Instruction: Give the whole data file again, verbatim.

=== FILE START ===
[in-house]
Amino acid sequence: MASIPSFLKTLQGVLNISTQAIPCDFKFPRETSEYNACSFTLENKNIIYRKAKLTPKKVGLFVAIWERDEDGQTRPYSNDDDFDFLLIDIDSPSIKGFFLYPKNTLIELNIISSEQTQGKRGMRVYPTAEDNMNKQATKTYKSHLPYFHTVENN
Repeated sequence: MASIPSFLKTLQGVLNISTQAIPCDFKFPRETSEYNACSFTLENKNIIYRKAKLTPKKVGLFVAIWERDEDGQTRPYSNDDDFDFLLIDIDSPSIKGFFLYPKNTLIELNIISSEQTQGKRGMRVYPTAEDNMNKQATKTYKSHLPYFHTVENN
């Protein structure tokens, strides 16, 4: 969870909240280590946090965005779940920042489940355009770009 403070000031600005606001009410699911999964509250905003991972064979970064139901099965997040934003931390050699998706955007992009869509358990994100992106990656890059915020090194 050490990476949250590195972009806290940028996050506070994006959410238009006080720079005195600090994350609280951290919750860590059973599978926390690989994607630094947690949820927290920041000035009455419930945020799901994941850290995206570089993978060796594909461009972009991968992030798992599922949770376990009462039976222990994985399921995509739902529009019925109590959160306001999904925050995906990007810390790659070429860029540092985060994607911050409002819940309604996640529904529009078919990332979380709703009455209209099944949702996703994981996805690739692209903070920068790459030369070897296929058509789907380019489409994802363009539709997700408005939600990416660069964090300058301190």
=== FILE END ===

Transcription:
[in-house]
Amino acid sequence: MASIPSFLKTLQGVLNISTQAIPCDFKFPRETSEYNACSFTLENKNIIYRKAKLTPKKVGLFVAIWERDEDGQTRPYSNDDDFDFLLIDIDSPSIKGFFLYPKNTLIELNIISSEQTQGKRGMRVYPTAEDNMNKQATKTYKSHLPYFHTVENN
Repeated sequence: MASIPSFLKTLQGVLNISTQAIPCDFKFPRETSEYNACSFTLENKNIIYRKAKLTPKKVGLFVAIWERDEDGQTRPYSNDDDFDFLLIDIDSPSIKGFFLYPKNTLIELNIISSEQTQGKRGMRVYPTAEDNMNKQATKTYKSHLPYFHTVENN
């Protein structure tokens, strides 16, 4: 969870909240280590946090965005779940920042489940355009770009 403070000031600005606001009410699911999964509250905003991972064979970064139901099965997040934003931390050699998706955007992009869509358990994100992106990656890059915020090194 050490990476949250590195972009806290940028996050506070994006959410238009006080720079005195600090994350609280951290919750860590059973599978926390690989994607630094947690949820927290920041000035009455419930945020799901994941850290995206570089993978060796594909461009972009991968992030798992599922949770376990009462039976222990994985399921995509739902529009019925109590959160306001999904925050995906990007810390790659070429860029540092985060994607911050409002819940309604996640529904529009078919990332979380709703009455209209099944949702996703994981996805690739692209903070920068790459030369070897296929058509789907380019489409994802363009539709997700408005939600990416660069964090300058301190």